Millions of people have resolved today to “lose weight”. In the Age of Obesity that is currently being experienced in the developed world, losing weight is something on many people’s minds.
So how do you lose weight? And how do you keep it off? On Reddit, a man who lost 260 pounds shared his secret. And it is so profoundly simple:
Just reading that title creates curiosity. If he didn’t use surgery, weight loss drugs or specialized diet, how could he possible do it? This tiny paragraph reveals the universal secret to losing weight:
Monitoring my calories every day. I cut down my intake to 1200 from what it used to be (around 3000/3500) per day, and started exercising. I walked. A lot. Ultimately, when dealing with weight loss, it’s 80% diet, 20% exercise. I pretty much stuck to that.
Someone asks, “How did you manage your hunger pangs when you started cutting calories?” He adds:
That was without a doubt the hardest part. Sitting in my room, wanting to go and get a snack. The cravings were insane, I’ve never felt anything like it. I dealt with them by continuously telling myself ‘it’s not worth it’….
This part is the key: “The cravings were insane, I’ve never felt anything like it. I dealt with them by continuously telling myself ‘it’s not worth it.'”
This appears to be the only way. How do you lose weight? You somehow control hunger pangs and cravings and stop putting food in your mouth (see below for one technique to help with this). It is all about not putting food in your mouth. It is about doing that every day. To keep the weight off, it means doing that every day for the rest of your life.
Does exercise help? Yes. But there is no way to get rid of excess calories through exercise. If you “accidentally” eat 10 Oreo cookies, you now have to walk or run six or so miles to eliminate those calories. There simply is not enough time in the day for most working people to exercise away their excess calories. You have to control hunger pangs and cravings and stop putting food in your mouth if you are going to lose weight.
What this means is that it is, in theory, incredibly easy to lose weight. All you have to do is stop putting food in your mouth. Unfortunately, for most people, hunger pangs and cravings make that simple task very difficult.
Apparently, for the majority of human beings, there is a part of the brain that is wired so that “eat” is the default setting. That “eat” signal is often triggered visually – for example, when you see pizza, cookies, cake, potato chips, etc. sitting around, but also when you see food commercials, drive past restaurants, see pictures of food in magazines, walk into a convenience store, etc. The “eat” signal is very strong – as he puts it, “The cravings are insane.” But the only way to lose weight is to overpower the cravings with conscious control.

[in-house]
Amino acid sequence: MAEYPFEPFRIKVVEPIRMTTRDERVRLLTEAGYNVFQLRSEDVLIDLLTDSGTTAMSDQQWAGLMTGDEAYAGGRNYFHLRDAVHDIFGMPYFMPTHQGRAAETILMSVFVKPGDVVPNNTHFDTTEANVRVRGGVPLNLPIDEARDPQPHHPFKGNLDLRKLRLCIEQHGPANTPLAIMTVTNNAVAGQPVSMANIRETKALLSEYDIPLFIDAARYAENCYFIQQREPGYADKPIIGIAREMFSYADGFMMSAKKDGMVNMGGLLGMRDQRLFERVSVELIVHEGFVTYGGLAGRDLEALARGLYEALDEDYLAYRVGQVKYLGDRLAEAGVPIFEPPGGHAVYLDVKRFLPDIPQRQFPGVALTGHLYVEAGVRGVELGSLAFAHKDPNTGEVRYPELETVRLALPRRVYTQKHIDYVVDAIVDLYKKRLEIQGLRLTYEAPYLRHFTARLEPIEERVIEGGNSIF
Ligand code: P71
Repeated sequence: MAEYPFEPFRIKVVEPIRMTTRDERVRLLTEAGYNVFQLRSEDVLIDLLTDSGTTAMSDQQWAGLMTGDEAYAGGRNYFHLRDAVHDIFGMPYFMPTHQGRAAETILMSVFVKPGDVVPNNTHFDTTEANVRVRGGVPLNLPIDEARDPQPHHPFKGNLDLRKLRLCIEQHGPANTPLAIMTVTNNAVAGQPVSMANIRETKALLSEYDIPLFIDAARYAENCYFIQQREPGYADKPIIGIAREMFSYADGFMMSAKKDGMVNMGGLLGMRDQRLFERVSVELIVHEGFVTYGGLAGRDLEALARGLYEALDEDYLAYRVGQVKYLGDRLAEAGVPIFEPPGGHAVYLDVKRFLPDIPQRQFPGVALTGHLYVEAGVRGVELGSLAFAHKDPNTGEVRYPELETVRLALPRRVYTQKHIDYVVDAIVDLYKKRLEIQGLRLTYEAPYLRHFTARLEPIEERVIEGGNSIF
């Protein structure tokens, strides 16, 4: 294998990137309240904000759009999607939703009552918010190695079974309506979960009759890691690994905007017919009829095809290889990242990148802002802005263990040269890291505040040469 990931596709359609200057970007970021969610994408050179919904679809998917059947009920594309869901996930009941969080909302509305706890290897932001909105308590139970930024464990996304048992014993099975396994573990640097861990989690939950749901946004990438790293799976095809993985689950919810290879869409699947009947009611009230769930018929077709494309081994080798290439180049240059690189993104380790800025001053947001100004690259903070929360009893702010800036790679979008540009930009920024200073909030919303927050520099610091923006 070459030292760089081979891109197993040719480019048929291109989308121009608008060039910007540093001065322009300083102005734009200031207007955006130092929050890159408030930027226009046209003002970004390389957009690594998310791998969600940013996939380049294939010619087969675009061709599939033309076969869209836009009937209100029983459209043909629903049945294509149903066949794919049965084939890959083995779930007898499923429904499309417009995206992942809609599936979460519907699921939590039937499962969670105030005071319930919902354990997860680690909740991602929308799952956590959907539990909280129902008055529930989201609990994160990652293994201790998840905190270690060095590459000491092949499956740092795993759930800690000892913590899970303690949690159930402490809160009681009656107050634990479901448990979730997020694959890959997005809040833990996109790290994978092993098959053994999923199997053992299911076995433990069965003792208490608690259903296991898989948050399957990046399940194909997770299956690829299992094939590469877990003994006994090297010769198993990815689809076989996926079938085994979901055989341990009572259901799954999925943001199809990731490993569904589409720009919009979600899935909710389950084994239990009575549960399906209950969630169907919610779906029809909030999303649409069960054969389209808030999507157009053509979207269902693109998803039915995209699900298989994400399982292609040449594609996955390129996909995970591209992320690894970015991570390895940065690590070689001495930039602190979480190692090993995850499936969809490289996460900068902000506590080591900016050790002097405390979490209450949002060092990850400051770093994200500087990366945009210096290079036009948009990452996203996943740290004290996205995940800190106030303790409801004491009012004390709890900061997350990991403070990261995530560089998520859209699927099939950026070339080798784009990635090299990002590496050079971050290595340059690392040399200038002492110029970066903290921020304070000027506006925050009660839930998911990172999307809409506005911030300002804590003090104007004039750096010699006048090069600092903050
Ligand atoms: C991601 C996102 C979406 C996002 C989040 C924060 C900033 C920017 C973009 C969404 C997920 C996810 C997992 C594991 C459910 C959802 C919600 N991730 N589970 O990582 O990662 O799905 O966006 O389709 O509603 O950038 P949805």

The only way is to stop putting food in your mouth. Every time your brain says, “eat”, you have to override it so that no food enters your mouth. Every time you see (or are reminded of) cookies, cake, pizza, potato chips, soft drinks, etc. and it triggers a craving, you have to override it so that no food enters your mouth. The problem is, “The cravings are insane.”
Either the conscious brain or the cravings win. If the cravings win, the result is weight gain. If the conscious brain wins, weight loss happens.
Many people are able to get into a pattern where they control the cravings and lose weight for a period of time. They enter what can only be described as a special mental state where cravings are completely controlled by the conscious mind. This state might last for a month or a year, until some weight goal is reached. Then the special mental state is broken, and cravings are allowed to win again. This is why weight is almost always regained after a diet. The only way top keep weight off is to control the cravings – and therefore total calorie intake – every day for life.
Why am I writing this post? There are two reasons. One is to help you understand the yin and yang of weight loss. The equation is so simple: To lose weight, stop putting food in your mouth. The problem is that hunger pangs and cravings are constantly encouraging you to put food in your mouth. Control the cravings and you win. You lose weight.
The other is to remind myself of the yin and yang of weight loss. And also to answer this question: Is there anything that you can do about the cravings? I lost 50 pounds last year using the Dukan diet. The great thing about any low-carb regime like the Dukan diet is that it significantly reduces cravings. Once you eliminate the cravings, it is much, much easier to lose weight. With the Dukan diet I had very good control over cravings for 6 months. But once I reached my weight goal and started eating carbs again, it was much harder to control what I put in my mouth. I have gained about half of it back, and I want to lose that weight again.
This post is a pep talk to myself – I need to completely cut off carbohydrates again. I know it works, so I need to do it again. And this time it would probably be smart to stay off the carbs permanently. That would have been unthinkable a year ago. Now it is starting to seem obvious. Carbs, at least for me, really do seem to be addictive at some level. And the more I read, the more convinced I am that carbs are toxic at some level. By eliminating carbs, I think my life will be much better.
The tradition with New Year’s resolutions – whether they involve eating less, hitting the gym, cleaning the house, procrastinating less or whatever – is that the discipline lasts about a week or so. Then it collapses. Gyms, for example, are packed the first week of the new year. Then they empty back to normal levels again. How to maintain the discipline? This page can help:
Happy new year!
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